The National Film and Television School is the recognised centre of excellence for the audiovisual industries, one of the world's leading film and television schools and at the heart of training the next generation of audiovisual content creators. The NFTS is by far the most successful provider of talent and technical skills to the UK audiovisual industry. The future of the film and broadcasting industry depends on a well-trained and entrepreneurial workforce with high value, globally competitive skills which can take the film and television industry into a digital future. The fact, that in the last two and a half years alone, NFTS graduates have been nominated for nine Oscars and multiple BAFTAs (see Appendix A), as well as had over 3,800 credits in over 2,200 shows broadcast on BBC, ITV and Channel 4 is evidence of the leading role NFTS graduates play in creating content for the audiovisual industry.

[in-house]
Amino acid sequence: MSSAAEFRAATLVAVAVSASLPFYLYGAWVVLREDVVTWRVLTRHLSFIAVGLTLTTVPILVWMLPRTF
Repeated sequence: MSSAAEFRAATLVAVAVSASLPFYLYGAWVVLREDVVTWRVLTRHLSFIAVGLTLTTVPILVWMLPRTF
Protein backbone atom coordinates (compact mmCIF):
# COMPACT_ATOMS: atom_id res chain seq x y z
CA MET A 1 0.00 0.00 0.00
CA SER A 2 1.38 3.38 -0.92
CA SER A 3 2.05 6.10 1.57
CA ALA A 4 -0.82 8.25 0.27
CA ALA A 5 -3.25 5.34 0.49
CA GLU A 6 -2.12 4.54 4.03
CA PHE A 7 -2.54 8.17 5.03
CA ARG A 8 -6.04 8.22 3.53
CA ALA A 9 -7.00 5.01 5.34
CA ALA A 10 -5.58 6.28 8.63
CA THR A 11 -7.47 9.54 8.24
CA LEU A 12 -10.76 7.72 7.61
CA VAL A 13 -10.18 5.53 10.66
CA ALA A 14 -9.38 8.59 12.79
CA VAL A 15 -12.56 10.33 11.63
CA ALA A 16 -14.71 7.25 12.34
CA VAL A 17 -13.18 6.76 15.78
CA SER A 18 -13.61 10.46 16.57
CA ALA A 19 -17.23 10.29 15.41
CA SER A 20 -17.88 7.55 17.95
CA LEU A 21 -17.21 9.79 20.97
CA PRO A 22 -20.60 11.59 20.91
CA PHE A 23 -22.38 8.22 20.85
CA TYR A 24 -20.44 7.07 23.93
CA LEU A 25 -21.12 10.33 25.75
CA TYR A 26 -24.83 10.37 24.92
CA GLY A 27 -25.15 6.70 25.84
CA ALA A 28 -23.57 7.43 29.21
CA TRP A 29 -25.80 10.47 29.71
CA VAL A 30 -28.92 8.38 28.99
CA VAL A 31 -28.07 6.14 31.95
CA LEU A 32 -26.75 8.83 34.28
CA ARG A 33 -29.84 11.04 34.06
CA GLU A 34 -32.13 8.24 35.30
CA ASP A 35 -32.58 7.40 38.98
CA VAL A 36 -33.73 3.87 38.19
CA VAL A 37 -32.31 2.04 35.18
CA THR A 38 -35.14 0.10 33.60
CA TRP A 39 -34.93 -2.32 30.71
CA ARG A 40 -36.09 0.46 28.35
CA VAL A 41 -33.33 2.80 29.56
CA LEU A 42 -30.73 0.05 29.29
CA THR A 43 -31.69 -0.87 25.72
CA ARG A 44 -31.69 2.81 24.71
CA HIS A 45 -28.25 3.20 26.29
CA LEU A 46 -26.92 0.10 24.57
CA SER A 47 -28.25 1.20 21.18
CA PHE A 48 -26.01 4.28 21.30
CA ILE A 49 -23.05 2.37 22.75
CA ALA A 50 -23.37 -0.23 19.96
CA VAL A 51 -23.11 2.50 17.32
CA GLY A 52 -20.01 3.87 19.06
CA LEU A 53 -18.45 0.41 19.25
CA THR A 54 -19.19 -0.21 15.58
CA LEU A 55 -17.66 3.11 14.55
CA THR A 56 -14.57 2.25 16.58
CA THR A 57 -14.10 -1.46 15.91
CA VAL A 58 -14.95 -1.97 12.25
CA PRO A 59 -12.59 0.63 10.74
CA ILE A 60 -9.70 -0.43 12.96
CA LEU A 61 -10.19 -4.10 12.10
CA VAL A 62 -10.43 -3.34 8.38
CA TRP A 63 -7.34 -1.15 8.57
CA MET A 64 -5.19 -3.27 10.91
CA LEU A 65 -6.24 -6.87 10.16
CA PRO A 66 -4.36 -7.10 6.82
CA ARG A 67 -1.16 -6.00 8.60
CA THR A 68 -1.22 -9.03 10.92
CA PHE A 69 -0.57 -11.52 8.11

The NFTS turns talent not only into jobs but into success. In 2008, 16 shows with key graduate involvement were nominated for a BAFTA with 29 individual credits, out of which eight won. NFTS graduates were also involved on 2,235 television shows broadcast by the BBC, ITV and C4 with over 3,803 credits since January 2007. Moreover, nine shows with graduate credits were nominated for the Royal Television Society Awards. Four feature films with key graduate involvement were nominated for an Oscar in 2008 and two graduates won Oscars.

  NFTS graduates are the creators and/or play leading roles in some of the UK's and indeed the world's most successful shows and films such as the Harry Potter films, Life on Mars and CSI.

  Here is just a small selection of films and television shows which have had international success and were also sold internationally, making an enormous contribution to the UK economy:
Harry Potter and the Order of the Phoenix, David Yates, Director $938,212,738
Star Wars Episode III, David Tattersall, Director of Photography $848,754,768
Star Wars Episode II, David Tattersall, Director of Photography $649,398,328
Casino Royale, Steve Lawrence, Art Director $594,239,066
Bridget Jones—The Edge of Reason, Beeban Kidron, Director $262,520,724
Wallace and Gromit—Curse of the Were-Rabbit Nick Park $192,610,372